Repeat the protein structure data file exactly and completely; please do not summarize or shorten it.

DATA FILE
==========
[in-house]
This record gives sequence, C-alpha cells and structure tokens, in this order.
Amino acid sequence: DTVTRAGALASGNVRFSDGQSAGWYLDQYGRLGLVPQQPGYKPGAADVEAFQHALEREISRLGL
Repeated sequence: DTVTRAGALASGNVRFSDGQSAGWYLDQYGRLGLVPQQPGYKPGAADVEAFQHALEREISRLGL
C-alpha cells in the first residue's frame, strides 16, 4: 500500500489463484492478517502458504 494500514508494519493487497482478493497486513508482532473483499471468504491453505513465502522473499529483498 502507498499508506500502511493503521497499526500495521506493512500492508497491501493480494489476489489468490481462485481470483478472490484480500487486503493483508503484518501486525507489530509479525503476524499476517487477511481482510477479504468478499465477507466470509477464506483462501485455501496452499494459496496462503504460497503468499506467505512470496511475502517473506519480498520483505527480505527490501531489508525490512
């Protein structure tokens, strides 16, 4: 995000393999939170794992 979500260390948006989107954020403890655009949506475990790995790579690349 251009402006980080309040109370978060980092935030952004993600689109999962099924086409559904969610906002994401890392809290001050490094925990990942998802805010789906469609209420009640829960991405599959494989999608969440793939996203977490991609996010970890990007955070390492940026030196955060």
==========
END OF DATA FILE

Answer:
[in-house]
This record gives sequence, C-alpha cells and structure tokens, in this order.
Amino acid sequence: DTVTRAGALASGNVRFSDGQSAGWYLDQYGRLGLVPQQPGYKPGAADVEAFQHALEREISRLGL
Repeated sequence: DTVTRAGALASGNVRFSDGQSAGWYLDQYGRLGLVPQQPGYKPGAADVEAFQHALEREISRLGL
C-alpha cells in the first residue's frame, strides 16, 4: 500500500489463484492478517502458504 494500514508494519493487497482478493497486513508482532473483499471468504491453505513465502522473499529483498 502507498499508506500502511493503521497499526500495521506493512500492508497491501493480494489476489489468490481462485481470483478472490484480500487486503493483508503484518501486525507489530509479525503476524499476517487477511481482510477479504468478499465477507466470509477464506483462501485455501496452499494459496496462503504460497503468499506467505512470496511475502517473506519480498520483505527480505527490501531489508525490512
């Protein structure tokens, strides 16, 4: 995000393999939170794992 979500260390948006989107954020403890655009949506475990790995790579690349 251009402006980080309040109370978060980092935030952004993600689109999962099924086409559904969610906002994401890392809290001050490094925990990942998802805010789906469609209420009640829960991405599959494989999608969440793939996203977490991609996010970890990007955070390492940026030196955060």